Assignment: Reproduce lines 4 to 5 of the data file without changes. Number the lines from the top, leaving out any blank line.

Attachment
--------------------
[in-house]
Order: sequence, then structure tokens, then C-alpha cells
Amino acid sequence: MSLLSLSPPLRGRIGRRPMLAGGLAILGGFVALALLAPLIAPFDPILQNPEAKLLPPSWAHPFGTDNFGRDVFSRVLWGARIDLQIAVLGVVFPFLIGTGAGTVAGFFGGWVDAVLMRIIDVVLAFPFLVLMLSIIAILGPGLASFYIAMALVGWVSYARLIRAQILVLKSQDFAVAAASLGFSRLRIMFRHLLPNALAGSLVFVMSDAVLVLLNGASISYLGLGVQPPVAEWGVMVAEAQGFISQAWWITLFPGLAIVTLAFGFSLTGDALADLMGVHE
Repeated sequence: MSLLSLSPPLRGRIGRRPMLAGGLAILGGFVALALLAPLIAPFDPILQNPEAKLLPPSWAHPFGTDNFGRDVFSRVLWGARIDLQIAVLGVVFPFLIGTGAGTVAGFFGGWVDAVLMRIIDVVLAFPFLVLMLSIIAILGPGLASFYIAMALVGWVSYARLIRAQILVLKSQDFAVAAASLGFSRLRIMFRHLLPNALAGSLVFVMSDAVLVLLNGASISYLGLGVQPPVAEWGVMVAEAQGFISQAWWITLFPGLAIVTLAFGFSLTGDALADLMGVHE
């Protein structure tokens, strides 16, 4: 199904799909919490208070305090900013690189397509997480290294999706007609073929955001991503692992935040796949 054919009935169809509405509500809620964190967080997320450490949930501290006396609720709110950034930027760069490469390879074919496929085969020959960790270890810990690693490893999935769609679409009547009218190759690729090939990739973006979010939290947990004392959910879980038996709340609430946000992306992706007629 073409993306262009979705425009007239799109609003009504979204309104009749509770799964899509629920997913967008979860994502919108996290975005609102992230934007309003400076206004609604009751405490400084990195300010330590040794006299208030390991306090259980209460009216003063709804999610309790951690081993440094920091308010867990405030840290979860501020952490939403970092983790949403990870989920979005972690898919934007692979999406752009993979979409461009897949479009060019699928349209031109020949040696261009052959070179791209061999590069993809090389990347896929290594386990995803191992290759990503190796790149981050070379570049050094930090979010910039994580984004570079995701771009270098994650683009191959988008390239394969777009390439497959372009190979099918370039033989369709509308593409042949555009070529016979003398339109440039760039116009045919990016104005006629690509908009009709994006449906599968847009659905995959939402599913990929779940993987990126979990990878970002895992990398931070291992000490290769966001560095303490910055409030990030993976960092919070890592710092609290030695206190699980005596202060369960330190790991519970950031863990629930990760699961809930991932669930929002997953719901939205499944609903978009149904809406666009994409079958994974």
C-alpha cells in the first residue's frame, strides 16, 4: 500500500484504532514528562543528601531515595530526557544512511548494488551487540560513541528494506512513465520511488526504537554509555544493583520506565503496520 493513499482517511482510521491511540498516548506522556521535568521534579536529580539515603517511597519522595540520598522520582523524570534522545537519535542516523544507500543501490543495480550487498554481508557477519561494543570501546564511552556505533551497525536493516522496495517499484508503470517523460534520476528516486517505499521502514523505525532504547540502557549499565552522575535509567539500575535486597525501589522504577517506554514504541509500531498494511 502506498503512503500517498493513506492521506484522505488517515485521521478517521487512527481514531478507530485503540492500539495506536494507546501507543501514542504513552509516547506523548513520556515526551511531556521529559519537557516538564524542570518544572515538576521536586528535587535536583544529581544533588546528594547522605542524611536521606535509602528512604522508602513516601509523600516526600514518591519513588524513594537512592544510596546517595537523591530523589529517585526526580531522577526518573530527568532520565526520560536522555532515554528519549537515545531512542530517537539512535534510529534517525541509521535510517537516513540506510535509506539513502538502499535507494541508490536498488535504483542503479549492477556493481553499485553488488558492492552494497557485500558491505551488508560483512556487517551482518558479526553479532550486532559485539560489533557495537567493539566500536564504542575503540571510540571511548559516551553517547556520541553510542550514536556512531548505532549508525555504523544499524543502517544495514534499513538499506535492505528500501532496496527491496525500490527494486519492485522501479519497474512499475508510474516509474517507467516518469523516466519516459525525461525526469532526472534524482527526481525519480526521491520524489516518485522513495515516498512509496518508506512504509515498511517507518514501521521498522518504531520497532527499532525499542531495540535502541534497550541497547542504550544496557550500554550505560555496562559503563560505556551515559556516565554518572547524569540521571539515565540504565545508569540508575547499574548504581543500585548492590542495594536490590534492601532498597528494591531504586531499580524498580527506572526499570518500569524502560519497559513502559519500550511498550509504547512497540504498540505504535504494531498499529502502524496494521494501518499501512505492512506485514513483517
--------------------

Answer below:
Repeated sequence: MSLLSLSPPLRGRIGRRPMLAGGLAILGGFVALALLAPLIAPFDPILQNPEAKLLPPSWAHPFGTDNFGRDVFSRVLWGARIDLQIAVLGVVFPFLIGTGAGTVAGFFGGWVDAVLMRIIDVVLAFPFLVLMLSIIAILGPGLASFYIAMALVGWVSYARLIRAQILVLKSQDFAVAAASLGFSRLRIMFRHLLPNALAGSLVFVMSDAVLVLLNGASISYLGLGVQPPVAEWGVMVAEAQGFISQAWWITLFPGLAIVTLAFGFSLTGDALADLMGVHE
């Protein structure tokens, strides 16, 4: 199904799909919490208070305090900013690189397509997480290294999706007609073929955001991503692992935040796949 054919009935169809509405509500809620964190967080997320450490949930501290006396609720709110950034930027760069490469390879074919496929085969020959960790270890810990690693490893999935769609679409009547009218190759690729090939990739973006979010939290947990004392959910879980038996709340609430946000992306992706007629 073409993306262009979705425009007239799109609003009504979204309104009749509770799964899509629920997913967008979860994502919108996290975005609102992230934007309003400076206004609604009751405490400084990195300010330590040794006299208030390991306090259980209460009216003063709804999610309790951690081993440094920091308010867990405030840290979860501020952490939403970092983790949403990870989920979005972690898919934007692979999406752009993979979409461009897949479009060019699928349209031109020949040696261009052959070179791209061999590069993809090389990347896929290594386990995803191992290759990503190796790149981050070379570049050094930090979010910039994580984004570079995701771009270098994650683009191959988008390239394969777009390439497959372009190979099918370039033989369709509308593409042949555009070529016979003398339109440039760039116009045919990016104005006629690509908009009709994006449906599968847009659905995959939402599913990929779940993987990126979990990878970002895992990398931070291992000490290769966001560095303490910055409030990030993976960092919070890592710092609290030695206190699980005596202060369960330190790991519970950031863990629930990760699961809930991932669930929002997953719901939205499944609903978009149904809406666009994409079958994974």